That plot, instead, centers around the still weakened Man of Tomorrow’s efforts to save the world despite his lessened powers, which is a promising setup.  Oddly, we don’t pick up where our last issue left off, with Superman confronting his dusty doppelganger.  Instead, our hero has gone back to his normal life in Metropolis, and we join him as he springs into action when he hears reports of modern day pirates attacking a ship.  (Hey!  Quit horning in on Aquaman’s act!)

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Still feeling the effects of his contact with his opposite number, the Metropolis Marvel is unable to fly, so he leaps over tall buildings in a single bound on the way to the sea.  Once he arrives at the site of the attack, he just drops straight through one of the pirate ships, which is pretty funny and clever.  The Man of Steel then stops a torpedo from the other craft, though it actually stuns him in his weakened condition.  Fortunately, the Coast Guard arrives and mops up.

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superman 238 0006Unfortunately, they soon realize that this pirate attack was actually a ruse to draw the Coast Guard ship away from its station, guarding “Project Magma.”  Essentially, this is an effort to tap the magma below the Earth’s crust in an effort to provide unlimited power, as the world has begun to realize that oil, coal, and the rest won’t last forever.  The trouble is, the undertaking is incredibly dangerous, because of course it is.  Once again, DC scientists just can’t help but create things that imperil the world, can they?  Well, Superman leaps to the floating test site, only to be met with a “magma house” which is…pretty much exactly what you’d expect.  In a nice sequence, the Action Ace is covered in molten rock, knocked out of the sky, and then trapped as the stone cools upon contact with the water.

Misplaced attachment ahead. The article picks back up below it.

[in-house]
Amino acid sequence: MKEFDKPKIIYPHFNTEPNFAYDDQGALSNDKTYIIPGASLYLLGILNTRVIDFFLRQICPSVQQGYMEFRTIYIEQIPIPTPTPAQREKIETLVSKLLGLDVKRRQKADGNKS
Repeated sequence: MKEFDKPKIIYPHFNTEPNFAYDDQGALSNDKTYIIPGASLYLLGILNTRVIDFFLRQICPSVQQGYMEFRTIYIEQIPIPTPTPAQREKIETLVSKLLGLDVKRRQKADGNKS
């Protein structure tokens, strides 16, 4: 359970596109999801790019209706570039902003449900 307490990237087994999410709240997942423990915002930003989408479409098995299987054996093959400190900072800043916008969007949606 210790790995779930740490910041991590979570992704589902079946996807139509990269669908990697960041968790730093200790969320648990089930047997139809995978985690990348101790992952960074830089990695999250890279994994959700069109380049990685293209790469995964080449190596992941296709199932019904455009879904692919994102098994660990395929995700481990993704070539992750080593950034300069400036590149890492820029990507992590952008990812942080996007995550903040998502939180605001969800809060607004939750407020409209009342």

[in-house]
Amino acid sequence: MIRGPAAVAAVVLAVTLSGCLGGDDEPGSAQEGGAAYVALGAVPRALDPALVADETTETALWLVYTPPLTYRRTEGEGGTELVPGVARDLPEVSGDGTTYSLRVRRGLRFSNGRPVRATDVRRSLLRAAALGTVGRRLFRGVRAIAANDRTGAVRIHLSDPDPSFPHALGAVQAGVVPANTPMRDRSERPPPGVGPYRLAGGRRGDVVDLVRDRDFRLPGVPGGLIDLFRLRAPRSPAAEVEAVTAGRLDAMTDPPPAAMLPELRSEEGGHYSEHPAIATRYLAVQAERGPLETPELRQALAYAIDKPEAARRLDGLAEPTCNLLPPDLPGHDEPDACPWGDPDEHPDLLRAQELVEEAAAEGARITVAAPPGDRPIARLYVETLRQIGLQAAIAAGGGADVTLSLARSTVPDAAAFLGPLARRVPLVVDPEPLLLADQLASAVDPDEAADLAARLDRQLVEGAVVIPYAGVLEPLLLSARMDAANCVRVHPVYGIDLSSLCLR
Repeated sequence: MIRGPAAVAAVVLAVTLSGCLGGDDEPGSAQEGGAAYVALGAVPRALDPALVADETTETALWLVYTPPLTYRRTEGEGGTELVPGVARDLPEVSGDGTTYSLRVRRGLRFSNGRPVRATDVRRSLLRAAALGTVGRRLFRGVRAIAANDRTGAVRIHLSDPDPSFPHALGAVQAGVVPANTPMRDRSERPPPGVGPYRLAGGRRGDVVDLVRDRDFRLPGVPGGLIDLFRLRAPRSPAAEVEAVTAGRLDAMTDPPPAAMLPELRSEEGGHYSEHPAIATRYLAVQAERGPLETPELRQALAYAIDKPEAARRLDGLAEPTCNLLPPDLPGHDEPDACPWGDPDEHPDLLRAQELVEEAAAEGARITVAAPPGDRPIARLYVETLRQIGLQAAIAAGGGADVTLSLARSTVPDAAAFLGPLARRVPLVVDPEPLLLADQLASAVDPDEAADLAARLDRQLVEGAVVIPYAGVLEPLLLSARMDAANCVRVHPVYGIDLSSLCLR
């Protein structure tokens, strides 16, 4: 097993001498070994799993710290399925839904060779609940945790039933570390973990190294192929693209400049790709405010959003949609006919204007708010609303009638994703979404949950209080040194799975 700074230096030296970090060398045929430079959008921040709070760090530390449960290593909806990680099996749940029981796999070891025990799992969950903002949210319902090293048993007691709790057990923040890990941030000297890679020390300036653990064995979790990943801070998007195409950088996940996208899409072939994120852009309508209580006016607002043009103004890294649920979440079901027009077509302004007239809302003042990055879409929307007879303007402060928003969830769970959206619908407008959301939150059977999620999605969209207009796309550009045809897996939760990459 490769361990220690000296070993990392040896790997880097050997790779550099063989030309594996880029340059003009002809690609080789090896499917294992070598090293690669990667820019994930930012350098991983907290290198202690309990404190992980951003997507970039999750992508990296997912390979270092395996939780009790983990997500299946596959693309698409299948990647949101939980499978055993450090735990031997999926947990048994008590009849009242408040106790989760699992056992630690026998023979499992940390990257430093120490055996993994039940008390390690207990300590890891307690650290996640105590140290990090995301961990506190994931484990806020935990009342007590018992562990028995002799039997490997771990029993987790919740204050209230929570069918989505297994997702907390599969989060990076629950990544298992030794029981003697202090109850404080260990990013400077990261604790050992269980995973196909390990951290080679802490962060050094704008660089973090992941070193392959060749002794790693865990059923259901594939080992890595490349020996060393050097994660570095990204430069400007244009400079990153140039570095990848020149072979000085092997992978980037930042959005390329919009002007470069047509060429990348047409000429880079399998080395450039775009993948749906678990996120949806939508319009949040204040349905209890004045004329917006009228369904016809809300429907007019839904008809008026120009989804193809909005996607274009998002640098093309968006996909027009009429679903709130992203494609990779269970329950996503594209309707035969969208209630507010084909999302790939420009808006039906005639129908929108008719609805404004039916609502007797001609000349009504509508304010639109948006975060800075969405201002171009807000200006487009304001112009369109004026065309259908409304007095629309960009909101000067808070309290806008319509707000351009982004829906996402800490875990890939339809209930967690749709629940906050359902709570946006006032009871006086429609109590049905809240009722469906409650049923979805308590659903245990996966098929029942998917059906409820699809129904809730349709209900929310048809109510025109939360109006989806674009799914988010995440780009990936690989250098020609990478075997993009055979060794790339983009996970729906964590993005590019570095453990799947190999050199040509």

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Straining mightily, the Kryptonain manages to break free, but he realizes that the platform is too well defended for him to take by himself without the terrorists having a chance to cause incredible destruction, so he decides to call in the Justice Leag…err…no.  In fact, Superman declares that “there’s just one creature in the universe I can call on,” and that’s his alluvial alternate, the Sand Superman.  Really?  With the entire League at your disposal, he’s the only one who can help?  It’s not like you’re friends with the World’s Greatest Detective, who could develop a foolproof plan for storming the facility, or the Fastest Man Alive, who could disarm all of the terrorists before they even knew they were threatened, or the King of the Seven Seas, who could summon an army of sea creatures to swamp them and wash the place clean.  It’s a tad silly.  If O’Neil had just given us a single line of dialog saying, ‘It’s too bad the JLA are on another case’ or something, there wouldn’t be a problem, but this is an example of the narrative moving at the speed of plot.